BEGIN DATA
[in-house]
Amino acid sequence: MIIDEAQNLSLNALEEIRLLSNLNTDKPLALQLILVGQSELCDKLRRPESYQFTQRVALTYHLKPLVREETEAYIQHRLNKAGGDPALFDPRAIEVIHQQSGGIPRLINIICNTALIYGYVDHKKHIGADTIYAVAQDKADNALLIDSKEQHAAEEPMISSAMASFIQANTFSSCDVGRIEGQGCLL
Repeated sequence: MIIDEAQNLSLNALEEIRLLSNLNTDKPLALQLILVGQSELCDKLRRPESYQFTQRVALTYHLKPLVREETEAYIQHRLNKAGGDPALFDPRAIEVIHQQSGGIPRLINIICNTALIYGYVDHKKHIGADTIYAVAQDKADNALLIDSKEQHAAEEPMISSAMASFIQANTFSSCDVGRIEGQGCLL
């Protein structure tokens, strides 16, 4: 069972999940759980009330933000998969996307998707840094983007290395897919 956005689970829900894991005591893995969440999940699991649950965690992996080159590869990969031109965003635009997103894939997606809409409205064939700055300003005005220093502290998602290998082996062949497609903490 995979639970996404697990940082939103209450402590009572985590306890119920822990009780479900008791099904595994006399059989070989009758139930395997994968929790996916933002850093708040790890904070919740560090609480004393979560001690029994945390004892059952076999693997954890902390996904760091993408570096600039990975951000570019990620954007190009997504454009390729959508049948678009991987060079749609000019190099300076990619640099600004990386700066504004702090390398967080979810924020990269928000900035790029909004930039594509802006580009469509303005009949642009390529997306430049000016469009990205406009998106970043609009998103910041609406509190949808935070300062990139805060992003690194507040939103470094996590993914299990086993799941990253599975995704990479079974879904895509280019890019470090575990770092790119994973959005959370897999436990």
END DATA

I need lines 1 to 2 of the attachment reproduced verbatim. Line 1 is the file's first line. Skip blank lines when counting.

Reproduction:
[in-house]
Amino acid sequence: MIIDEAQNLSLNALEEIRLLSNLNTDKPLALQLILVGQSELCDKLRRPESYQFTQRVALTYHLKPLVREETEAYIQHRLNKAGGDPALFDPRAIEVIHQQSGGIPRLINIICNTALIYGYVDHKKHIGADTIYAVAQDKADNALLIDSKEQHAAEEPMISSAMASFIQANTFSSCDVGRIEGQGCLL